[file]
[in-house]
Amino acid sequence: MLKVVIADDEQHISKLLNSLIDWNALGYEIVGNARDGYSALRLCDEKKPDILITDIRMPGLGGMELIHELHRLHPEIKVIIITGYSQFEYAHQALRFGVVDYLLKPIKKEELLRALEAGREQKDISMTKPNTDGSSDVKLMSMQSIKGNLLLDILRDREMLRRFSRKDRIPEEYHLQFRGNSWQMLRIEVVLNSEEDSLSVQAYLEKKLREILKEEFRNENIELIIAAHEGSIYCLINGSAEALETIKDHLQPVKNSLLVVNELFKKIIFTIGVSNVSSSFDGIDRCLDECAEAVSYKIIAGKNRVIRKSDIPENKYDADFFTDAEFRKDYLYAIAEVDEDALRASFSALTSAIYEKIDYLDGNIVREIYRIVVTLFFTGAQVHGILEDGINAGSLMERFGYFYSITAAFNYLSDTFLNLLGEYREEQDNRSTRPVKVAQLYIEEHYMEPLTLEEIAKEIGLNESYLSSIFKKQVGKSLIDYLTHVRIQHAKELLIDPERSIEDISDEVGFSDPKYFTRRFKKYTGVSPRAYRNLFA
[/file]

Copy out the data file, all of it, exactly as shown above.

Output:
[in-house]
Amino acid sequence: MLKVVIADDEQHISKLLNSLIDWNALGYEIVGNARDGYSALRLCDEKKPDILITDIRMPGLGGMELIHELHRLHPEIKVIIITGYSQFEYAHQALRFGVVDYLLKPIKKEELLRALEAGREQKDISMTKPNTDGSSDVKLMSMQSIKGNLLLDILRDREMLRRFSRKDRIPEEYHLQFRGNSWQMLRIEVVLNSEEDSLSVQAYLEKKLREILKEEFRNENIELIIAAHEGSIYCLINGSAEALETIKDHLQPVKNSLLVVNELFKKIIFTIGVSNVSSSFDGIDRCLDECAEAVSYKIIAGKNRVIRKSDIPENKYDADFFTDAEFRKDYLYAIAEVDEDALRASFSALTSAIYEKIDYLDGNIVREIYRIVVTLFFTGAQVHGILEDGINAGSLMERFGYFYSITAAFNYLSDTFLNLLGEYREEQDNRSTRPVKVAQLYIEEHYMEPLTLEEIAKEIGLNESYLSSIFKKQVGKSLIDYLTHVRIQHAKELLIDPERSIEDISDEVGFSDPKYFTRRFKKYTGVSPRAYRNLFA